Google bolsters 3-D API for browser

Google's O3D API has gotten a substantial upgrade aimed at enhancing O3D's ability to run on many different types of hardware

Google this week began offering a "substantial" update to its O3D API for building rich, interactive 3-D applications in a browser, tuning it for different types of hardware.

Highlighted at the Google I/O conference in May and shown running in a Google Chrome browser at that time, O3D enables 3-D graphics and features a JavaScript API. IT began as an effort to establish an open Web standard for 3-D graphics. An update was released Monday.

[ Google is also seeking a faster Web. ]

"With today's release, we focused on addressing a theme we heard in the requests and feedback from the community: That O3D should run as well as possible on many different types of hardware," said Google product manager Henry Bridge in a blog post. "Toward that end, we're releasing two new additions: Software rendering and feature requirements. If you've already installed the O3D plugin, you should receive these additions automatically."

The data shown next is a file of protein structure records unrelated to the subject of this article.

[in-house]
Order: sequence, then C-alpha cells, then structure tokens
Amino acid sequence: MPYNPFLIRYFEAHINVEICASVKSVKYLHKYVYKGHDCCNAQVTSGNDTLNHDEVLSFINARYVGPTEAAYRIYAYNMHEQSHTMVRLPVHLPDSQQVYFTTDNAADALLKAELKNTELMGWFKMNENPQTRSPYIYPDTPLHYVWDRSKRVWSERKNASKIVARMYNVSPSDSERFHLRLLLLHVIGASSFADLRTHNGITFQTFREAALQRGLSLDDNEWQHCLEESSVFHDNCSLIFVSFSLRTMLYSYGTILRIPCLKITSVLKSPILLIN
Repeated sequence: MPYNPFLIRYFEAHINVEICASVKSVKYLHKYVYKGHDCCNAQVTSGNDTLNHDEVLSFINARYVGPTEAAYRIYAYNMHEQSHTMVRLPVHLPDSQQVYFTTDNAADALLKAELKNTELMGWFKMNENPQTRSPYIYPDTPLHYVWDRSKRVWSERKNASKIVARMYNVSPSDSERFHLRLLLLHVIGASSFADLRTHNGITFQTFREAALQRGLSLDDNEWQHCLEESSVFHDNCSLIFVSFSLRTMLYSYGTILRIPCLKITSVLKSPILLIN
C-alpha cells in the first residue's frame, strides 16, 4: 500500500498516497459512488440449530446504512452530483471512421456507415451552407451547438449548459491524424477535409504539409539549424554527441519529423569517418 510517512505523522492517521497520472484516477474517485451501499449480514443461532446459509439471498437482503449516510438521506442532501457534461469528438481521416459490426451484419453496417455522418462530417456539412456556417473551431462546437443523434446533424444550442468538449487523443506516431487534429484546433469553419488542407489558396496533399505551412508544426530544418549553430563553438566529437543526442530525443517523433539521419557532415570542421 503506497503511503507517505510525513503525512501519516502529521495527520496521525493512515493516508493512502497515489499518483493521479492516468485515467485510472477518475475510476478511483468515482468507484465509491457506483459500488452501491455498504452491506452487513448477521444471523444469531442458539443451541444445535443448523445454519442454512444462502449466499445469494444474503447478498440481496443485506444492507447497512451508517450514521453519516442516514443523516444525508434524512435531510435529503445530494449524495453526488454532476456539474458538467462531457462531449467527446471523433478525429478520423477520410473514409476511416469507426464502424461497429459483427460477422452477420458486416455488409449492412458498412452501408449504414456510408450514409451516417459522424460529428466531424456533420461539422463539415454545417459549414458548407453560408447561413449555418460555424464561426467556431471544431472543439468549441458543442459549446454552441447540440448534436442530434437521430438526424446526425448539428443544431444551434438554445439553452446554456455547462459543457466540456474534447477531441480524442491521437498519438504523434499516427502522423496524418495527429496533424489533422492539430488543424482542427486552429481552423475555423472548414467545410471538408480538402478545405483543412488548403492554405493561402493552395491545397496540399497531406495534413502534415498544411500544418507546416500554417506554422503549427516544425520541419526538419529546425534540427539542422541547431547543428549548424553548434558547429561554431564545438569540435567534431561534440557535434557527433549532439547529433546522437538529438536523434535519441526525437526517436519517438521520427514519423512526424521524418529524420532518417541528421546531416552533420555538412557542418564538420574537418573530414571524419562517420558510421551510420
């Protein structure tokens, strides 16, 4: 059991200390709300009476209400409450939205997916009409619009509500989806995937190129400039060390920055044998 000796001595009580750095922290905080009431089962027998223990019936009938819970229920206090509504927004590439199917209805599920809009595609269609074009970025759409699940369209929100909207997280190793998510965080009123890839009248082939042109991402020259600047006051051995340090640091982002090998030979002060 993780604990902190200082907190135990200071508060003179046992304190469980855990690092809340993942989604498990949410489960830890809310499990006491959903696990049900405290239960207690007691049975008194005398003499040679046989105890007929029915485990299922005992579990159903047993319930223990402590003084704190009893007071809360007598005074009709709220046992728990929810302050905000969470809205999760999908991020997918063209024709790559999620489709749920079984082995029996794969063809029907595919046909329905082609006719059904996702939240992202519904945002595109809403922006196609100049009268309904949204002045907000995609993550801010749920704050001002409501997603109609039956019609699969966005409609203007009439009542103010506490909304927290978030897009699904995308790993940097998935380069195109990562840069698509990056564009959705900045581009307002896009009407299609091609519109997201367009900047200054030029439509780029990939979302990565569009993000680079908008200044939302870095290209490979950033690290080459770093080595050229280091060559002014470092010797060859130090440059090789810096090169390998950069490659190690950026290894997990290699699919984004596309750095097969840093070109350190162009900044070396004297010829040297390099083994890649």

Software rendering lets O3D use the main processor to render 3-D images if the machine running the application does not have supported graphics hardware. The concept of feature requirements, meanwhile, will help minimize how often O3D has to fall back to software rendering.

"Feature requirements allow developers to state upfront that their app will require certain hardware capabilities to render properly. If the machine running the app supports those features, O3D will run it fully hardware accelerated; if however, it is lacking any of the required capabilities, O3D will drop into a software rendered mode," Bridge said.

Other features include a full-screen mode to make O3D applications more absorbing and a community gallery featuring demonstrations that use O3D. Developers can submit applications for inclusion in the gallery.

O3D is intended to use hardware acceleration on a variety of GPU chip sets to provide high-end real-time 3-D graphics on most systems.